I visited the luxury leather tannery Stefania a while back, here are some pictures from that visit:
Even if it says the leather comes from Italy, it usually means that the skins come from another country (Eastern Europe, India, Asia, etc.), where the hides go through the first tanning process, then they are shipped to Italy for the other half of the tanning and finishing process. So in reality it's not the skins themselves of "Italian leather" that make them special, it's the high-quality tanning process. The hides, after they have undergone the first tanning and are ready to be shipped, are called wet blue hides because of their pale blue color (see above).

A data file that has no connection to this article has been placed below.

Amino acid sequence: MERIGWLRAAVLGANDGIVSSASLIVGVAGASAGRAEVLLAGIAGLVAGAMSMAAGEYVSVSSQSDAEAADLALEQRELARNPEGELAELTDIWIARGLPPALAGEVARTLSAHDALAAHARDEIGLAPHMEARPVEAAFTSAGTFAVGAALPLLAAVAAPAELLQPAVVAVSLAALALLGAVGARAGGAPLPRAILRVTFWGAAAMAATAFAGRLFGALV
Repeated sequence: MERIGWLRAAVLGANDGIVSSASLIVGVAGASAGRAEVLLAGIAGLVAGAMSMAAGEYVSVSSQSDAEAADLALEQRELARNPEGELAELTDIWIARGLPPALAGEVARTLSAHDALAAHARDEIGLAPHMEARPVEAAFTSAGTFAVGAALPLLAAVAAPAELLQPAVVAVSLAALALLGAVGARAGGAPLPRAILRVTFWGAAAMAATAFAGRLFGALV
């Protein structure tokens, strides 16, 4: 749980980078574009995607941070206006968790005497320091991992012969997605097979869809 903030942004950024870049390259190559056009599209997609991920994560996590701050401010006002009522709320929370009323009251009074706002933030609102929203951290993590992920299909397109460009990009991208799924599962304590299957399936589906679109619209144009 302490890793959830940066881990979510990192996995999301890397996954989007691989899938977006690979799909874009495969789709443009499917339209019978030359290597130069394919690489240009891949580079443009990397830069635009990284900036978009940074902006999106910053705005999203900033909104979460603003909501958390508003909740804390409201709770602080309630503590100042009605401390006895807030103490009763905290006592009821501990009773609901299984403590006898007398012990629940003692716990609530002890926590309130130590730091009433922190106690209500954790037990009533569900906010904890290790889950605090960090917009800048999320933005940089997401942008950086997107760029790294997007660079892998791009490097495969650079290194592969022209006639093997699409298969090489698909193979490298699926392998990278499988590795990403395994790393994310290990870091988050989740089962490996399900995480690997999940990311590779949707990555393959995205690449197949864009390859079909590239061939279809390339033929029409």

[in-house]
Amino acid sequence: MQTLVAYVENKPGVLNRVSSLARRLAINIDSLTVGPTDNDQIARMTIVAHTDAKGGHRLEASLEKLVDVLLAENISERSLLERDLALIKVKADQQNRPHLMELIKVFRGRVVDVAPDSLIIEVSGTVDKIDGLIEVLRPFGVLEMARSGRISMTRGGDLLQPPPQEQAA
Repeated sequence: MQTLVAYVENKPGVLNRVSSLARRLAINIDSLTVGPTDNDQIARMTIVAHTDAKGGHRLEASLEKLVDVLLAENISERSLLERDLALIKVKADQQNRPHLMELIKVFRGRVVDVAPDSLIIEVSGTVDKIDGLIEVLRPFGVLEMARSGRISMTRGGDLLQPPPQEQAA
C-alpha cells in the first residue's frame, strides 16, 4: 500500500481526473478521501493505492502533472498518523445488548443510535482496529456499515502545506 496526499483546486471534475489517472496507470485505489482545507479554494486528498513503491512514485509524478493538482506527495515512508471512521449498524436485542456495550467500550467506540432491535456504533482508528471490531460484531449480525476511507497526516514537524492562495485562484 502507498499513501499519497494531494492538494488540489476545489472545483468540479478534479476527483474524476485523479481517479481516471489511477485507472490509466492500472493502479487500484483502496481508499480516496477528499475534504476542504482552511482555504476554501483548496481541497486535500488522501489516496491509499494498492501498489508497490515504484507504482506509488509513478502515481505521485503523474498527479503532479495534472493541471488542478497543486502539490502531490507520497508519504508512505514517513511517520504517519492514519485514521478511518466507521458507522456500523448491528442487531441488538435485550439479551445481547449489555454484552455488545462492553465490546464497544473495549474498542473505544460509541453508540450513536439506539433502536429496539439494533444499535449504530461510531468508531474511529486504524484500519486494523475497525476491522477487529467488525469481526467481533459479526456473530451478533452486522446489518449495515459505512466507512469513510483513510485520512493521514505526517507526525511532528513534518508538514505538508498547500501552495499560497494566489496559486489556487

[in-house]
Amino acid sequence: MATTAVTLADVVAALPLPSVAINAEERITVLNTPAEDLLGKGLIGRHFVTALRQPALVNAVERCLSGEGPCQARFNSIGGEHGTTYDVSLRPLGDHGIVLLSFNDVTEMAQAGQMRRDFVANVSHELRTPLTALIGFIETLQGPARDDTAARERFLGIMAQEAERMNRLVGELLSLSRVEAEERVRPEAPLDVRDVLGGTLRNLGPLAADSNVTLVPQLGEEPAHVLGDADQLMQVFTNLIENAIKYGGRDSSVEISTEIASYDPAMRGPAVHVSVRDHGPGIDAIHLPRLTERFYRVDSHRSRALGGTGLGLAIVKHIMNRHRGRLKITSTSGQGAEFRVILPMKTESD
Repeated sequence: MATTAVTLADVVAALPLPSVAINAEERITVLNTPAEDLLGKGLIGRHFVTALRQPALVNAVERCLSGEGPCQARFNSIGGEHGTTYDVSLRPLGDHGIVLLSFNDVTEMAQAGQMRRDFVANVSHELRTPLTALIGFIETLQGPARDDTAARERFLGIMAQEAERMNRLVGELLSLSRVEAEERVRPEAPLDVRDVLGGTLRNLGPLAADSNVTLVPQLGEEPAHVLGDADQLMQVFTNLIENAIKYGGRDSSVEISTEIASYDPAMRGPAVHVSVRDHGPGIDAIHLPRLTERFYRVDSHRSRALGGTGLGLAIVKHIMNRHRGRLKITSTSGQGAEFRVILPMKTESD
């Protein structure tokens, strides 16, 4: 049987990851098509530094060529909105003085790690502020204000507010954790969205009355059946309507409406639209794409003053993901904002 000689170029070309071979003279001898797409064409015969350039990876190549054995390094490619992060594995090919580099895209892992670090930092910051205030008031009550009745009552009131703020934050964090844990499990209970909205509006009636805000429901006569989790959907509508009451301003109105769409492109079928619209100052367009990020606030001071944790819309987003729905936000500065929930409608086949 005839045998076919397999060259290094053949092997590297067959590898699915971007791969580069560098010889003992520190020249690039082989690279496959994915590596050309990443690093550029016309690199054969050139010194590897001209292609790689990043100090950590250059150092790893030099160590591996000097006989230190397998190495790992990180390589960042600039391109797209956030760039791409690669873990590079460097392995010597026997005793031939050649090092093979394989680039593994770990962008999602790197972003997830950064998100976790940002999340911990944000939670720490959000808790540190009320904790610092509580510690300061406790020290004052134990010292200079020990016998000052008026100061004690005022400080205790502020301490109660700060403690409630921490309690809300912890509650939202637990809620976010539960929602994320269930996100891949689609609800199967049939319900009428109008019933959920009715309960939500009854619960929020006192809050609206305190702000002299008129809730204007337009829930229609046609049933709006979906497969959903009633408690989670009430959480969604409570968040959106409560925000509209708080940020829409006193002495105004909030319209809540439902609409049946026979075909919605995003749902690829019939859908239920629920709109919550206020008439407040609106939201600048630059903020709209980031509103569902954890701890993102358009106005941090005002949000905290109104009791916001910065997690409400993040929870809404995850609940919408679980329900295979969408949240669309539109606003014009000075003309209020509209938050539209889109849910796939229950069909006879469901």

The hides are dyed in drums that spin like a washing machine. The smaller drum (above) is for sample-making, while the larger drums (below) are for large production orders. Once dyed, the leather goes through many steps to apply the finish, whether it be suede, patent, or laminated.
Above, black suede is sorted for quality. Most black suede is grey in color because it is difficult to get the dye to adhere and achieve a saturated black.
Finished skins, stacked and ready for processing